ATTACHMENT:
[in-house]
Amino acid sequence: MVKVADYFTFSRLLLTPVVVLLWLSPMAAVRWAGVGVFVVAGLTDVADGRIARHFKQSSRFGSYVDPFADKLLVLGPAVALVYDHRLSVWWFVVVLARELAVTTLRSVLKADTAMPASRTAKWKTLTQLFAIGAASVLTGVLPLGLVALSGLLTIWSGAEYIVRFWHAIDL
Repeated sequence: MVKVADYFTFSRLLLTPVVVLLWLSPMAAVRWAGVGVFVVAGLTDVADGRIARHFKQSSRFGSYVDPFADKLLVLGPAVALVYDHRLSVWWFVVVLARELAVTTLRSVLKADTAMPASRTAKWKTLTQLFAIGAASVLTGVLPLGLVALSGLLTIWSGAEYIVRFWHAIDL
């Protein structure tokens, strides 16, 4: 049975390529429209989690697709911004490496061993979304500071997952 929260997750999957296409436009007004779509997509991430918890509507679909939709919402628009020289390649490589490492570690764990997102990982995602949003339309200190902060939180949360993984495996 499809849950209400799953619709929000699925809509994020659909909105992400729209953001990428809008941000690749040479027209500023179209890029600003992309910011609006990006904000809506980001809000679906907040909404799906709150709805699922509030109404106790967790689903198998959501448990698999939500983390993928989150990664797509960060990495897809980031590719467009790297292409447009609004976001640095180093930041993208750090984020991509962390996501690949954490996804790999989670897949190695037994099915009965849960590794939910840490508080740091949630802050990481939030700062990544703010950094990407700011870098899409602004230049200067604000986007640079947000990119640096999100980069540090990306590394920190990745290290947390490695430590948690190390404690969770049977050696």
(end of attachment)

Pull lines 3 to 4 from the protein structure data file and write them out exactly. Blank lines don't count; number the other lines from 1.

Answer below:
Repeated sequence: MVKVADYFTFSRLLLTPVVVLLWLSPMAAVRWAGVGVFVVAGLTDVADGRIARHFKQSSRFGSYVDPFADKLLVLGPAVALVYDHRLSVWWFVVVLARELAVTTLRSVLKADTAMPASRTAKWKTLTQLFAIGAASVLTGVLPLGLVALSGLLTIWSGAEYIVRFWHAIDL
């Protein structure tokens, strides 16, 4: 049975390529429209989690697709911004490496061993979304500071997952 929260997750999957296409436009007004779509997509991430918890509507679909939709919402628009020289390649490589490492570690764990997102990982995602949003339309200190902060939180949360993984495996 499809849950209400799953619709929000699925809509994020659909909105992400729209953001990428809008941000690749040479027209500023179209890029600003992309910011609006990006904000809506980001809000679906907040909404799906709150709805699922509030109404106790967790689903198998959501448990698999939500983390993928989150990664797509960060990495897809980031590719467009790297292409447009609004976001640095180093930041993208750090984020991509962390996501690949954490996804790999989670897949190695037994099915009965849960590794939910840490508080740091949630802050990481939030700062990544703010950094990407700011870098899409602004230049200067604000986007640079947000990119640096999100980069540090990306590394920190990745290290947390490695430590948690190390404690969770049977050696």